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Monkeys know how to invest, too

Published: Saturday, Aug. 1 2015 6:13 a.m. MDT

Japanese macaques sit in a warm sunshine at a zoo of the Everland amusement park in Yongin, south of Seoul, South Korea, Wednesday, Jan. 9, 2013.  (Lee Jin-man, Associated Press) Japanese macaques sit in a warm sunshine at a zoo of the Everland amusement park in Yongin, south of Seoul, South Korea, Wednesday, Jan. 9, 2013. (Lee Jin-man, Associated Press)

When monkeys fall into a little wealth they become slightly more human, at least in their decision making.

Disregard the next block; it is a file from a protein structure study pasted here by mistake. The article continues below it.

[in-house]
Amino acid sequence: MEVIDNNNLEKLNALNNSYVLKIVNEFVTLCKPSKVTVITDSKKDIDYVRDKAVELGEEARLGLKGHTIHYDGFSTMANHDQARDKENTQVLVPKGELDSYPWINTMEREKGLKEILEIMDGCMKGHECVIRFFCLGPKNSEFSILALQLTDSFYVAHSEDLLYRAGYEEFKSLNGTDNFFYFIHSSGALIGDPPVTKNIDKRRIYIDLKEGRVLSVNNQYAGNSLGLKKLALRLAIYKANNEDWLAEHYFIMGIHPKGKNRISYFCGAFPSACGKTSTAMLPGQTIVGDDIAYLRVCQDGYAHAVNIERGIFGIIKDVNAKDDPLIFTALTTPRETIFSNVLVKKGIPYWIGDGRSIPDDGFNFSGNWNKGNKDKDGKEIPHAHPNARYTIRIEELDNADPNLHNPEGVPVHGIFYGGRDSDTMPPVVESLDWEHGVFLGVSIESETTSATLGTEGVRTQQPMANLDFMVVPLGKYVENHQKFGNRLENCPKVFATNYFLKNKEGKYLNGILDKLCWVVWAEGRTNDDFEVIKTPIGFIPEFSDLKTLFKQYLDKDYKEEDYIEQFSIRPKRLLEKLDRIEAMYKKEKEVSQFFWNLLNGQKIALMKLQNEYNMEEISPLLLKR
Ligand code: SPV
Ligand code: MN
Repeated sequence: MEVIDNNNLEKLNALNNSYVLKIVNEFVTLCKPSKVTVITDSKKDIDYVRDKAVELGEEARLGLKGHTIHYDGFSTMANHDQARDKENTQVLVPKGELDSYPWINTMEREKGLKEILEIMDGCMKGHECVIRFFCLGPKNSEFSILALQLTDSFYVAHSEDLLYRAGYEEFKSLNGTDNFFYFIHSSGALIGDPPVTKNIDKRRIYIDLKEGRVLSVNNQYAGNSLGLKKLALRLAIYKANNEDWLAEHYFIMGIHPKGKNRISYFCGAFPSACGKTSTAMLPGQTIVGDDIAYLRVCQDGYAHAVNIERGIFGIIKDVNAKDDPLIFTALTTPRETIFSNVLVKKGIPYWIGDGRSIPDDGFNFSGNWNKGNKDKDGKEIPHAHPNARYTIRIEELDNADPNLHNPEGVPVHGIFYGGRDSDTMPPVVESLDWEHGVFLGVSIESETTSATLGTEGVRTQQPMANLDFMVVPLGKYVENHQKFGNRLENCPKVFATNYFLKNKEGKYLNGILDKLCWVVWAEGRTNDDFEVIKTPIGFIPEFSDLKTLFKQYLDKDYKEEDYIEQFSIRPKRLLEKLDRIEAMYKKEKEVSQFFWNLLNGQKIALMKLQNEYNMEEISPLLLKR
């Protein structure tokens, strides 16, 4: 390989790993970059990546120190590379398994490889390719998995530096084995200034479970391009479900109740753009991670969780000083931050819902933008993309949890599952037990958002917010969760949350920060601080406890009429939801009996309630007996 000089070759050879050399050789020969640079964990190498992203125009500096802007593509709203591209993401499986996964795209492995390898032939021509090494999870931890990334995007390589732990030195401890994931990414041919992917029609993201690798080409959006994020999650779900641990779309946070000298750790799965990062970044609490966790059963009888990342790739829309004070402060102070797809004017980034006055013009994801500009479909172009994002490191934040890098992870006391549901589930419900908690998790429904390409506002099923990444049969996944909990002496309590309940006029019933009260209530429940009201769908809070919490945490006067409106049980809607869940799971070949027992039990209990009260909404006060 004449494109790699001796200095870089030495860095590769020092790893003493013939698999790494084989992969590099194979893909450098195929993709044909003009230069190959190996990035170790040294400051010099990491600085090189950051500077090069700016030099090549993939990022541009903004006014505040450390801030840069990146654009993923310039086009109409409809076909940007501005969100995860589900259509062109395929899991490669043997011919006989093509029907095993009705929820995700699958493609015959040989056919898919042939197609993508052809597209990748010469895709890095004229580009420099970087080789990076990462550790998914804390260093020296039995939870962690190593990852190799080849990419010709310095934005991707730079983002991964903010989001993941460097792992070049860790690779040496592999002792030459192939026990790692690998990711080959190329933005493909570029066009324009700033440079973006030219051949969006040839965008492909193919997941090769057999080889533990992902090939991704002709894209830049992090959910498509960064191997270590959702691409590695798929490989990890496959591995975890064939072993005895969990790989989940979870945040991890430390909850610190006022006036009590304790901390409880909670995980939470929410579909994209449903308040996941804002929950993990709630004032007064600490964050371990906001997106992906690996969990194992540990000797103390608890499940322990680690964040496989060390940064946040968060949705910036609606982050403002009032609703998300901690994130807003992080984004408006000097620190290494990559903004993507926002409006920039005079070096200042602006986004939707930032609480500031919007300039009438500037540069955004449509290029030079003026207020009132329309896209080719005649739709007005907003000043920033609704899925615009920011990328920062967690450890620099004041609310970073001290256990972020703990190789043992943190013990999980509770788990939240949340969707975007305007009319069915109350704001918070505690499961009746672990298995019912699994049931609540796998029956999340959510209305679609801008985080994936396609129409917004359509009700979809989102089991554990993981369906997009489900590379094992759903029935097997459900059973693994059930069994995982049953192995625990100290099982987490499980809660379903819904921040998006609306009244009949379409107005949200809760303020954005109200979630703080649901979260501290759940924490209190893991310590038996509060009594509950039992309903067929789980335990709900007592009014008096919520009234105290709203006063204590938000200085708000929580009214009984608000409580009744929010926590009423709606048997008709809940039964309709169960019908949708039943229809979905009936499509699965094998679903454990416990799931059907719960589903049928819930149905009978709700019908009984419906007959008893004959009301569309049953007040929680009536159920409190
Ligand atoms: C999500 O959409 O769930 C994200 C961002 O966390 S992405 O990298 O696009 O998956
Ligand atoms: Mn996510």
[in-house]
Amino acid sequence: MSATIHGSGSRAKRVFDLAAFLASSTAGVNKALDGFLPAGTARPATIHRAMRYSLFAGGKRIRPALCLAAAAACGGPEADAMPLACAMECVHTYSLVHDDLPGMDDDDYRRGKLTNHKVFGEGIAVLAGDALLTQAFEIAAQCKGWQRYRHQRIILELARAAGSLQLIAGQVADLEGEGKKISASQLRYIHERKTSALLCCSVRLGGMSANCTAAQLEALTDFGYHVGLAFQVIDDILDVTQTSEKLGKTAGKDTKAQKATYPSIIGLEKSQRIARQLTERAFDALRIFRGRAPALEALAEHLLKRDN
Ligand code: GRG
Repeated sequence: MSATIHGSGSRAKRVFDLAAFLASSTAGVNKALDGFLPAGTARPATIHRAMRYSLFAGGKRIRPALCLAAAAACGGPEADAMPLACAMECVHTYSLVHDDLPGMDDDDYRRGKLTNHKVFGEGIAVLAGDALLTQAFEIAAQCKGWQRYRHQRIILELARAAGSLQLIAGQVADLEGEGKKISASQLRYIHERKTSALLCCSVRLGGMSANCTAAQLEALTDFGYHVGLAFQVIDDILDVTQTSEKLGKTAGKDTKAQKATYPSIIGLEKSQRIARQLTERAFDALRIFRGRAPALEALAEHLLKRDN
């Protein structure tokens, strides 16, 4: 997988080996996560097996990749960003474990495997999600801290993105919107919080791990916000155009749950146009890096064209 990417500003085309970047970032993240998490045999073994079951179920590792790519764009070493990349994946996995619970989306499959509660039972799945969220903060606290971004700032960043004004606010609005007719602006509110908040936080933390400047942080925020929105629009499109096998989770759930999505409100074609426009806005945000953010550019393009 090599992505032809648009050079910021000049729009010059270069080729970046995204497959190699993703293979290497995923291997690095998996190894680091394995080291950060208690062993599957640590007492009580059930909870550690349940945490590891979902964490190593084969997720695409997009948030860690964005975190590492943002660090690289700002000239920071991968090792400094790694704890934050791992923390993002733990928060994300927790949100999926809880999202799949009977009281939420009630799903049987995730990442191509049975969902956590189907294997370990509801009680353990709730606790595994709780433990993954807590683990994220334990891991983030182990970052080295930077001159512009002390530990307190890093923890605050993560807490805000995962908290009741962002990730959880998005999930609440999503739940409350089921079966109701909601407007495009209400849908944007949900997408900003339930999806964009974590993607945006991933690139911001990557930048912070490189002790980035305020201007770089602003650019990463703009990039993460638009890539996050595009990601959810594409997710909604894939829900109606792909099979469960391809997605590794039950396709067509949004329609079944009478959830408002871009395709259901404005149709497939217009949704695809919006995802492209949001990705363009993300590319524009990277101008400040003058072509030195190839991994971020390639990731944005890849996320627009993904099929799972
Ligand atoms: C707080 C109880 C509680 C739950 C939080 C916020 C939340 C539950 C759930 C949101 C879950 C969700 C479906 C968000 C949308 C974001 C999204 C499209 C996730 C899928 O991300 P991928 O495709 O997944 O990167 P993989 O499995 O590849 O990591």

According to a report by Quartz’s Simone Foxman, the wealthier monkeys become (they used water as a currency during the testing, since monkeys aren't terribly interested in bank notes), the more willing they are to take financial risks, so to speak.

“This pretty much approximates the kind of rational human behavior economists assume when they construct economic models,” Foxman writes. “Poor people tend to invest their money in assets where they know they won’t lose it ... Richer humans are more comfortable taking risks where they can lose money so long as the reward is sufficiently large.”

Fomxman’s article, which ran on Quartz’s website this morning, is based on research published this month in Proceedings of the National Academy of Sciences.

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